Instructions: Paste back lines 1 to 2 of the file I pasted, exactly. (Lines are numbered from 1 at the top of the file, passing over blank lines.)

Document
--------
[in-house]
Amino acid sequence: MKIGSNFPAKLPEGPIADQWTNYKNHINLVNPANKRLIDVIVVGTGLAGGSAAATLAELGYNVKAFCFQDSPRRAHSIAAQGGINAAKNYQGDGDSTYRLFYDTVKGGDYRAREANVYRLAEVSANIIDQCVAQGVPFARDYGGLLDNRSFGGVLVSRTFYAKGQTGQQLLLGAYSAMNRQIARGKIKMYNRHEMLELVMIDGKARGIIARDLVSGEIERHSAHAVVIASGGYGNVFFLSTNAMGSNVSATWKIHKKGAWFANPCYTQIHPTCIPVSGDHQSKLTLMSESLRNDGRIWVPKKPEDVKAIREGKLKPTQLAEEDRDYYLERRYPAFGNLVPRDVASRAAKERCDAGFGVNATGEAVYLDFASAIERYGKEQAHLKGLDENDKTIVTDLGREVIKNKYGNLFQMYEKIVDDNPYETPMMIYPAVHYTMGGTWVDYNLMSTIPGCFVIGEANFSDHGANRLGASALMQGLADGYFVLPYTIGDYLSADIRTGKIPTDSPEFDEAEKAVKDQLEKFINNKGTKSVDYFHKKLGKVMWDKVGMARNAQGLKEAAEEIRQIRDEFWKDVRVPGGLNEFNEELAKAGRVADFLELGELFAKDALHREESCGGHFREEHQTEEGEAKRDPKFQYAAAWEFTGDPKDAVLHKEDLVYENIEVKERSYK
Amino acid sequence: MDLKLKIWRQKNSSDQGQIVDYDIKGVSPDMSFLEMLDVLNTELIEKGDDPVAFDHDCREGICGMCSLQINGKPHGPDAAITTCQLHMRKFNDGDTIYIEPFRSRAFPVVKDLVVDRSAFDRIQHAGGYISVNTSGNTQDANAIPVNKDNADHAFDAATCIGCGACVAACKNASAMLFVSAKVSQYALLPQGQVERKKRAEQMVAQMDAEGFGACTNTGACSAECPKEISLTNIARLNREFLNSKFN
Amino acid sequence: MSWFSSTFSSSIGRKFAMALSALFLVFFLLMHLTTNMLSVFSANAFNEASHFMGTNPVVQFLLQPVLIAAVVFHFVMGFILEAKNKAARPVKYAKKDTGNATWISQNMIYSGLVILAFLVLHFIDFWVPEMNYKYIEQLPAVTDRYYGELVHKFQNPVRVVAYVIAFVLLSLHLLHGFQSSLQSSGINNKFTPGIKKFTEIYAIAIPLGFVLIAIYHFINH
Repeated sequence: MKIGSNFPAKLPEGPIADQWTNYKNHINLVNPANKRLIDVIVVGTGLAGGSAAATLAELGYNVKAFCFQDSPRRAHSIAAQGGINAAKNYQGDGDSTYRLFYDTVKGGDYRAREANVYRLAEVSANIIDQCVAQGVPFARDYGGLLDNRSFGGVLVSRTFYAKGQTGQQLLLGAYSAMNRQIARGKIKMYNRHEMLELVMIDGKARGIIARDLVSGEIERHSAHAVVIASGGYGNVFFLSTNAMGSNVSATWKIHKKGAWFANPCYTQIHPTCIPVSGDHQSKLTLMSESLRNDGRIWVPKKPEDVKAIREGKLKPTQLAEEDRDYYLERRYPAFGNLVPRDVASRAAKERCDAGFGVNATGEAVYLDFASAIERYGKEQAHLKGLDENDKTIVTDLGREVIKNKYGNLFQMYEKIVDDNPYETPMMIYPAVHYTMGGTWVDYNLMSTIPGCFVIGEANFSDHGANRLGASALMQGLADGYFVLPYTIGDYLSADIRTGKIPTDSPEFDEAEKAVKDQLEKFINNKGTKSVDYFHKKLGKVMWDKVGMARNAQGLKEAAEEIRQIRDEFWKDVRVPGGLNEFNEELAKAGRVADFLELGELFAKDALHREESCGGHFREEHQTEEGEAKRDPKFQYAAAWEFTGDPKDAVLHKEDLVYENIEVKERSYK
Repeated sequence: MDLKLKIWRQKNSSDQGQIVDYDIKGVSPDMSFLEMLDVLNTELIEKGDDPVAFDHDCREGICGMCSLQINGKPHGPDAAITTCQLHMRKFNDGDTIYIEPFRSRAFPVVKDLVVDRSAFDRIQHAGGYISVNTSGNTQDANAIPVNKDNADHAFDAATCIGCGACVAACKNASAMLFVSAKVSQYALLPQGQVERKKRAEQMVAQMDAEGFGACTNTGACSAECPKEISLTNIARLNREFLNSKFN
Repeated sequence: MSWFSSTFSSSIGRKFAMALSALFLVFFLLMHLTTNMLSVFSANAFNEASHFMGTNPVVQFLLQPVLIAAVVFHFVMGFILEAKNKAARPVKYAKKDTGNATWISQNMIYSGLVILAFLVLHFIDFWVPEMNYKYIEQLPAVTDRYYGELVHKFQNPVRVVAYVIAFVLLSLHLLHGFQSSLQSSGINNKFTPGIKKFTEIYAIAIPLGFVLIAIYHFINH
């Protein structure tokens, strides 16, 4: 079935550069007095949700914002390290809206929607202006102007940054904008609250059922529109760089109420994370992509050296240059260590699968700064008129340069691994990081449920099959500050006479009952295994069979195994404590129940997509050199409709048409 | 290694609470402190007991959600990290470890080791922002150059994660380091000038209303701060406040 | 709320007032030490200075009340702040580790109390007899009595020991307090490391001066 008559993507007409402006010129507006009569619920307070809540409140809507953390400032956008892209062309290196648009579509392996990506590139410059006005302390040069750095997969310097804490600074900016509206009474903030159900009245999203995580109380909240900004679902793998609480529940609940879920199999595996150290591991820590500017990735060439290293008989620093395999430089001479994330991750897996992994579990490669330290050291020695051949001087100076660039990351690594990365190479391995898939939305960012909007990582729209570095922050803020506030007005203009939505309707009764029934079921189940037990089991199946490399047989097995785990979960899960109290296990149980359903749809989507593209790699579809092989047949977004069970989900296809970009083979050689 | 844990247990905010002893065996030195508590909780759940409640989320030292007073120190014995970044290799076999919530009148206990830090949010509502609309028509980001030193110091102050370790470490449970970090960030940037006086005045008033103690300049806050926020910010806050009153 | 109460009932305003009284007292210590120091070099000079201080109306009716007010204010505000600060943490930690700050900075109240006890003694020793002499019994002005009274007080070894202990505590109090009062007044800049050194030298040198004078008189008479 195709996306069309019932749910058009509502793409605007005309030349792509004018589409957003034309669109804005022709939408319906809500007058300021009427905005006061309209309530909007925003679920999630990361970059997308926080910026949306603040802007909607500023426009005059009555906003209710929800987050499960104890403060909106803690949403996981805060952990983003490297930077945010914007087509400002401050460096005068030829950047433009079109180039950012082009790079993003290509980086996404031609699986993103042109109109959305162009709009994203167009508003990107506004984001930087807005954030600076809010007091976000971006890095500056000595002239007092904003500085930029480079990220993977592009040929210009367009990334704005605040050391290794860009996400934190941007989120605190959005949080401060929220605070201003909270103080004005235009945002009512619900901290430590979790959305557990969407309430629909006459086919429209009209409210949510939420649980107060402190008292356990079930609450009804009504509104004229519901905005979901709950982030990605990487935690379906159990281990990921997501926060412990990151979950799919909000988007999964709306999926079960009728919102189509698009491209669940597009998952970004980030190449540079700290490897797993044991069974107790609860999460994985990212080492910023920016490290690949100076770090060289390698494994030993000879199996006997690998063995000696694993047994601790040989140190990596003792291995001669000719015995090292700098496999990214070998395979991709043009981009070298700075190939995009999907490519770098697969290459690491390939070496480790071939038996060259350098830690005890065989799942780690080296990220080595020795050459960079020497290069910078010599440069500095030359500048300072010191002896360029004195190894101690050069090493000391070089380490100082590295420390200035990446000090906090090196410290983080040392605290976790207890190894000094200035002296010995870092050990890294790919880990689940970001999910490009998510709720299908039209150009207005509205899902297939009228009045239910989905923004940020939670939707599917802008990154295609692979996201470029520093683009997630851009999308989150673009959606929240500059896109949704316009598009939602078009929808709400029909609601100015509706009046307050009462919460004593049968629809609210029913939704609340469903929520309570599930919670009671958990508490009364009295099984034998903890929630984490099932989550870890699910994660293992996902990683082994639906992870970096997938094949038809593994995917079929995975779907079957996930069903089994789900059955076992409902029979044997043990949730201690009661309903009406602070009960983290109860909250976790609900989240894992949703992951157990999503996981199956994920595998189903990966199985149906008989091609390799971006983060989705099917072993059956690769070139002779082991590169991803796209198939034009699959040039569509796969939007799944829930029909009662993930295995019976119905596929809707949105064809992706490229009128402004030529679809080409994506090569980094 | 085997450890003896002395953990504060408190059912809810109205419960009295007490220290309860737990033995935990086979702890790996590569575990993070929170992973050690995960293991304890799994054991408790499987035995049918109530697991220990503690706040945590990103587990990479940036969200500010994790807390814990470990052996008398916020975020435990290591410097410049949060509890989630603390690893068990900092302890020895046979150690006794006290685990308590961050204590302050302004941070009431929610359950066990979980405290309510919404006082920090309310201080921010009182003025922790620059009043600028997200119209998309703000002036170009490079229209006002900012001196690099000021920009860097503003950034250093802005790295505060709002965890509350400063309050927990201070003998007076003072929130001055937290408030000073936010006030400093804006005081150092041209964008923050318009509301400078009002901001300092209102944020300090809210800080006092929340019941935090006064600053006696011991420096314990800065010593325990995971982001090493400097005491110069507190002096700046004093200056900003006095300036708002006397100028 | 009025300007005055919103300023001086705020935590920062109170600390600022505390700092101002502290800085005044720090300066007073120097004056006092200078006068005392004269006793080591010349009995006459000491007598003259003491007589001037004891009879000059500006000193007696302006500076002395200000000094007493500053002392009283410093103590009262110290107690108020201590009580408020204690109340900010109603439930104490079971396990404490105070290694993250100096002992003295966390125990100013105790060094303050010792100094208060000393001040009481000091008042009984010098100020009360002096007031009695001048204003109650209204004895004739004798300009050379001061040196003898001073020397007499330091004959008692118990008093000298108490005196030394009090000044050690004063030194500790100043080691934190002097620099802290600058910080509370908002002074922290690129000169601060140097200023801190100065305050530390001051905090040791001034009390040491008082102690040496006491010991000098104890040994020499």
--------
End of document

[in-house]
Amino acid sequence: MKIGSNFPAKLPEGPIADQWTNYKNHINLVNPANKRLIDVIVVGTGLAGGSAAATLAELGYNVKAFCFQDSPRRAHSIAAQGGINAAKNYQGDGDSTYRLFYDTVKGGDYRAREANVYRLAEVSANIIDQCVAQGVPFARDYGGLLDNRSFGGVLVSRTFYAKGQTGQQLLLGAYSAMNRQIARGKIKMYNRHEMLELVMIDGKARGIIARDLVSGEIERHSAHAVVIASGGYGNVFFLSTNAMGSNVSATWKIHKKGAWFANPCYTQIHPTCIPVSGDHQSKLTLMSESLRNDGRIWVPKKPEDVKAIREGKLKPTQLAEEDRDYYLERRYPAFGNLVPRDVASRAAKERCDAGFGVNATGEAVYLDFASAIERYGKEQAHLKGLDENDKTIVTDLGREVIKNKYGNLFQMYEKIVDDNPYETPMMIYPAVHYTMGGTWVDYNLMSTIPGCFVIGEANFSDHGANRLGASALMQGLADGYFVLPYTIGDYLSADIRTGKIPTDSPEFDEAEKAVKDQLEKFINNKGTKSVDYFHKKLGKVMWDKVGMARNAQGLKEAAEEIRQIRDEFWKDVRVPGGLNEFNEELAKAGRVADFLELGELFAKDALHREESCGGHFREEHQTEEGEAKRDPKFQYAAAWEFTGDPKDAVLHKEDLVYENIEVKERSYK